Friday, 20 May 2016

Taiwan's New Chapter

Tsai Ing-wen is Taiwan's first female president who was inagurated today
Today is a historic day with the inauguration of Tsai Ing-wen, Taiwan's first female president.

She wore a straight-forward white jacket and black slacks, which reflected her speech that aimed to get Taiwan back on track and become less reliant on the mainland, much to the ire of Beijing.

Tsai campaigned on this platform which won her and the Democratic Progressive Party a decisive victory, and so she was keen to continue on this theme. She said Taiwan would pursue a new economic model of sustainable development based on the core values of innovation, employment and equitable distribution.

She also stressed the importance to building ties regionally and globally.

Former president Ma Ying-jeou looking sombre with Tsai
However what everyone was listening for was how Tsai would deal with relations with Beijing.

While she acknowledged discussion between the two sides, she stopped short of endorsing the so-called 1992 consensus, where at the time, China and Taiwan agreed they were part of "one China", with each side having its own interpretation of what that meant.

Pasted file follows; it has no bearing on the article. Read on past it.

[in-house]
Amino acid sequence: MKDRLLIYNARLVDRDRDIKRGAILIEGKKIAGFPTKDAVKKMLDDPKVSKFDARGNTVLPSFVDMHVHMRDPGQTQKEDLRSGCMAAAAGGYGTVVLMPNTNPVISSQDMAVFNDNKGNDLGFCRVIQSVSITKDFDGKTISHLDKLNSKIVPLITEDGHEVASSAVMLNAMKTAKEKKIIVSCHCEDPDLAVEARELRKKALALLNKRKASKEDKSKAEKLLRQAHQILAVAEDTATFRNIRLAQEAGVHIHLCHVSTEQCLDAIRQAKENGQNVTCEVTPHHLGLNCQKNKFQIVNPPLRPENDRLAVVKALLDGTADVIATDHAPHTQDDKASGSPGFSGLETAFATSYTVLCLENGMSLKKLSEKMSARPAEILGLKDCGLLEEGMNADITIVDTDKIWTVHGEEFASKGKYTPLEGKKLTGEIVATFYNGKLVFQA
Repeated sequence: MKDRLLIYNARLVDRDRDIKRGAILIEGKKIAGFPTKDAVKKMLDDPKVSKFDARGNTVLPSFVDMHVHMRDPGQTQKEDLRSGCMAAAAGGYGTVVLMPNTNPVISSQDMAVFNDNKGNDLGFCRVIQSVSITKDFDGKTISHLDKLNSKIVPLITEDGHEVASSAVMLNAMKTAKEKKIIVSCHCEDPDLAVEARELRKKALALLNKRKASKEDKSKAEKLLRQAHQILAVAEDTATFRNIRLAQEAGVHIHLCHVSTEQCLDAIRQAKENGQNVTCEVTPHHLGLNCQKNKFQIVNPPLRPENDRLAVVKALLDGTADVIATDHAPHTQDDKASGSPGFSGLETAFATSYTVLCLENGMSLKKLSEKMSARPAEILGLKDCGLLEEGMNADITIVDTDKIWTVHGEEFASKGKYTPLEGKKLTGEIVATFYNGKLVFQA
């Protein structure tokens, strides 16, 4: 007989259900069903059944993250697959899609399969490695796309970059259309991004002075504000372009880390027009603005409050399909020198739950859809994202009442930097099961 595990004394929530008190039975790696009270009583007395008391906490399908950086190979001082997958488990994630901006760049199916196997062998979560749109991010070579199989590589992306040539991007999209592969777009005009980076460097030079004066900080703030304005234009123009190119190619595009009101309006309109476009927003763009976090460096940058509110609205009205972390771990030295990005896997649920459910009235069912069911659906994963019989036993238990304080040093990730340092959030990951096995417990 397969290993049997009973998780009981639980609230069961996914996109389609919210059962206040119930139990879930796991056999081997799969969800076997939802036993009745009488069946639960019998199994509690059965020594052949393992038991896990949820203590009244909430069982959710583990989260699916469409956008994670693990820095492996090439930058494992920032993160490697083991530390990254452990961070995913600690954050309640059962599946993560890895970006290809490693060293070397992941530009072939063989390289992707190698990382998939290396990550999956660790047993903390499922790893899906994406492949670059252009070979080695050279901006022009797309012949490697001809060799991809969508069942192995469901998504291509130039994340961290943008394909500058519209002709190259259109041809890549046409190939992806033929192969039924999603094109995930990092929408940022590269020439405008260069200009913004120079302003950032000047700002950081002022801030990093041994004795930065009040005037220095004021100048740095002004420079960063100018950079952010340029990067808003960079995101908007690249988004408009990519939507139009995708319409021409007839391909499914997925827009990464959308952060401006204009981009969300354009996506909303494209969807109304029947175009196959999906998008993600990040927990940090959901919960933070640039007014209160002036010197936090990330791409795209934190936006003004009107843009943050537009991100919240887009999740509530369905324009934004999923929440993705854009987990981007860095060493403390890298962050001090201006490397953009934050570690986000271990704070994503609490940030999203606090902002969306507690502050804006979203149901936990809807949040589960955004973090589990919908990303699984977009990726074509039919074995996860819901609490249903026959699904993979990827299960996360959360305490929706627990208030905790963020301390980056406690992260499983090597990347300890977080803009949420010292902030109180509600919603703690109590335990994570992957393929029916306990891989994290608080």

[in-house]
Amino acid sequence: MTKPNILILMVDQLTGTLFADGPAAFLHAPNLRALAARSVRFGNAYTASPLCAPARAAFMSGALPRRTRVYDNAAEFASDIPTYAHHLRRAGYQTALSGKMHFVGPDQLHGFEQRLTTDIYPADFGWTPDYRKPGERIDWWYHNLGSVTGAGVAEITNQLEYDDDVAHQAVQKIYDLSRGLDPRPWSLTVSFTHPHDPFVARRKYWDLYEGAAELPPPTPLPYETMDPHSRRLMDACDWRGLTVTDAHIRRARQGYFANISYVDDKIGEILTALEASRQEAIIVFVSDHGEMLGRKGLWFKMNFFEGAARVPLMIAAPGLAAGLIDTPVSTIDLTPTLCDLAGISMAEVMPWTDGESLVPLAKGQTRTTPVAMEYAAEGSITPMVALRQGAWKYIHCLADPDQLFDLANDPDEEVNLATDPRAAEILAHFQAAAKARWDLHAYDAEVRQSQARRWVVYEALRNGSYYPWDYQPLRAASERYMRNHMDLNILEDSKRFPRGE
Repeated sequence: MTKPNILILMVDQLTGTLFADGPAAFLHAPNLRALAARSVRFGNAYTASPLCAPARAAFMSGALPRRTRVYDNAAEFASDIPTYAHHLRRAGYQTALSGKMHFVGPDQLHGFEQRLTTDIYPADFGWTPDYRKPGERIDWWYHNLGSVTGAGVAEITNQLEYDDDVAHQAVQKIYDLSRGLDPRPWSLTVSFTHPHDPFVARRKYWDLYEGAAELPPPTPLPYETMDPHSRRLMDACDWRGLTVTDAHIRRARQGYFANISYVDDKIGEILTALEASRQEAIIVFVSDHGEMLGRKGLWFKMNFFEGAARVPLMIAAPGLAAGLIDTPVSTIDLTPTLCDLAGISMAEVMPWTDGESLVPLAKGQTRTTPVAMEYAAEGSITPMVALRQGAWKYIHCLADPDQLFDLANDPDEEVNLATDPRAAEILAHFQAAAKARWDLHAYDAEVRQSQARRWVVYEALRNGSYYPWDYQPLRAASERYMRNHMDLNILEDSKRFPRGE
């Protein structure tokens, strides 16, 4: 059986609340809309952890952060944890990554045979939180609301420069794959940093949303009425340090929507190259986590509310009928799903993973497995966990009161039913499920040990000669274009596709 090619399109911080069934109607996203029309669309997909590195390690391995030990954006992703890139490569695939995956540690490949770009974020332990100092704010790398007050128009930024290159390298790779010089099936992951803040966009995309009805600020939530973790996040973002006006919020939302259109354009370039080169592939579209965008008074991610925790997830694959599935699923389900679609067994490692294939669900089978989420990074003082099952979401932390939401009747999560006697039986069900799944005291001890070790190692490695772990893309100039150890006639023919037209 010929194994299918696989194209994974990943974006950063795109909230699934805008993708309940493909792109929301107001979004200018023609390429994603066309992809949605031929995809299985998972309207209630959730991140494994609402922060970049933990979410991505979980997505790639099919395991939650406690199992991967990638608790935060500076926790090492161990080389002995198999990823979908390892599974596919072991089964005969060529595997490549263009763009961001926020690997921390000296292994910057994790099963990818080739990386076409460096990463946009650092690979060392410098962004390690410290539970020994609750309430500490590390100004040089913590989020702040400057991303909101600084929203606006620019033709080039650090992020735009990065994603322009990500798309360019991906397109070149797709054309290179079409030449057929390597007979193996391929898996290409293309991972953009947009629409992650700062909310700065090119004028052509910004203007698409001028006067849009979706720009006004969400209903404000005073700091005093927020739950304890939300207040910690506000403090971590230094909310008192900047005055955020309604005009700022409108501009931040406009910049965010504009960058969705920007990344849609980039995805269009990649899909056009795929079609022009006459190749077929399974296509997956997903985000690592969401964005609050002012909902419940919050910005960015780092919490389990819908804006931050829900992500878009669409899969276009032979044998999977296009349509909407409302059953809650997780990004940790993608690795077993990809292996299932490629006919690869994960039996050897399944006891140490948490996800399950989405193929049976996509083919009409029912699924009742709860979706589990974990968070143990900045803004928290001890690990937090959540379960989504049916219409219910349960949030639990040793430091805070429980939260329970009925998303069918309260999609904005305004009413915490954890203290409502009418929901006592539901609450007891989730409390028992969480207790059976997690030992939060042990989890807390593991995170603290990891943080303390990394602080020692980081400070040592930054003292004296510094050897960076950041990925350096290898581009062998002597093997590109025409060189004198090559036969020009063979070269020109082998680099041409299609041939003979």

Agreed upon by the previous Kuomintang government, it was the basis on which the two sides began having warming relations, resulting in the start of direct flights, more tourism and investment.

However in the last few years, many Taiwanese felt that former President Ma Ying-jeou sold out and they were fed up with being overwhelmed with mainland tourists, a similar refrain with Hong Kong.

As a result, the Taiwanese wanted someone who would take a stand against the mainland and Tsai was the chosen one.

Nevertheless, the point of contention is that Tsai doesn't endorse the so-called 1992 consensus, instead recognizes it as a "historic fact", which annoyed Beijing immensely.

Paraphernalia featuring Tsai's face on inauguration day
"The two governing parties across the strait must set aside the baggage of history and engage in positive dialogue, for the benefit of the people on both sides," she said.

This led to Beijing issuing a statement via Xinhua, saying Tsai did not go far enough in acknowledging the so-called 1992 consensus, calling her remarks "an incomplete examination paper", as if she were a petulant student.

Since her election, Beijing has taken a more aggressive stance on Tsai and her administration, and renew challenges to the island's recognition by 22 states including the Vatican.

Tsai seems ready to deal with Beijing's combative style with her own way of doing things. The former law professor and trade negotiator knows exactly what she's up against and it remains to be seen how deftly she deals with the hisses and criticisms across the Taiwan Strait.



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